Sam McCloud is a Marshal from a Taos, New Mexico, who takes a temporary assignment in the New York City Police. His keen sense of detail and detecting subtle clues, learned from his experience, enable him to nab unsuspecting criminals despite his unbelieving boss.
The creme of Jack Webb action series ran 6 seasons from 1972-1979, inspired by CA legislation signed by Gov. Ronald Reagan on July 14, 1970. The new law paved the way for creation of firefighter paramedic programs all over California. This series showcases the Los Angeles model and the emerging specialty of Emergency Hospital Medicine. In Los Angeles, firefighters train to certify as FF-PM, employed through the L.A. County Fire Department. The new Station 51 has one full-size Engine and a smaller Squad which carries state of the art equipment used by the FF-PMs. This includes a mobile radio and portable EKG machine which allows them contact and transmit information to and from the field to ER specialists at hospitals like Rampart General. There are spectacular rescues and more mundane runs; prompt treatment in the field by FF-PMs keeps a large number of patients alive long enough to reach a hospital. At Rampart, teams of skilled professionals provide appropriate medical care to the ... Written by
The Harbor UCLA Medical Center served as Rampart Emergency Hospital in the series. The hospital is located in Torrance, California. 1000 West Carson Street. This is appropriate, as this hospital (then known as Harbor General) served as the initial training facility for the Los Angeles County Paramedic Training Program. See more »
There are a number of stock footage continuity errors. The major one is the differences in Squad 51, which was always a Dodge pickup, but several model years were used on the show. Most of the street scene footage that shows the Squad traveling was shot in Season 1, so an older model usually appears that doesn't always match the Squad that leaves the station or arrives at the scene. Another continuity issue is repetitive use of the same response footage episode to episode, so the same cars are always stopped at the same spot at a particular intersection. Similarly, when the squad only departs from a station in a later episode, the older Crown Fire Coach is shown remaining in the station rather than the current Ward LaFrance. See more »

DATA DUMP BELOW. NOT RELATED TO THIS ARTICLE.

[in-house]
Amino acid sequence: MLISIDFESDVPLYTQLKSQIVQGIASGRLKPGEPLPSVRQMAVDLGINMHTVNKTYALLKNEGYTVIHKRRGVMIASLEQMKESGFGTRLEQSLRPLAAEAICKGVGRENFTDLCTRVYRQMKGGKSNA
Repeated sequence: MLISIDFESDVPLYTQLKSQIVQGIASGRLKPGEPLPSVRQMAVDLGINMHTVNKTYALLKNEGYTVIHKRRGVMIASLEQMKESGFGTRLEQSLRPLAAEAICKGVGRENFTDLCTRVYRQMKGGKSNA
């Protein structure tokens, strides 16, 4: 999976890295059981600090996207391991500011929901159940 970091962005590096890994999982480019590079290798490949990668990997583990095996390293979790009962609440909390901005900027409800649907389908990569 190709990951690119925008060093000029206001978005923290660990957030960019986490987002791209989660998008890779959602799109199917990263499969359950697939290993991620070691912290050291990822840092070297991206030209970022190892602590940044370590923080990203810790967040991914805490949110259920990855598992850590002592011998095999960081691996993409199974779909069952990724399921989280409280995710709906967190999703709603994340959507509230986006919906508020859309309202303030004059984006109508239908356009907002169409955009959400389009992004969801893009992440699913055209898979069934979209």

You have to consider a show great if it can convincingly combine both medical drama and nail-biting action rescues. The writers, creators, special effects artists and stuntmen on this show went to great ends to think up convincing accidents and then depict them for entertainment purposes. Throw in two likeable guys in the form of Keving Tighe and Randy Mantooth along with a station of cut-ups and you have a hit series on your hands. A lot of tongue in cheek humor made this series for me as Gage was always trying to get rich quick or fireman Chet Kelly letting loose with the practical jokes, but yet it was all played straight to save others as we the viewers learned at least superficially the ins and outs of the paramedic business. Kudos to a well remembered and well liked show !
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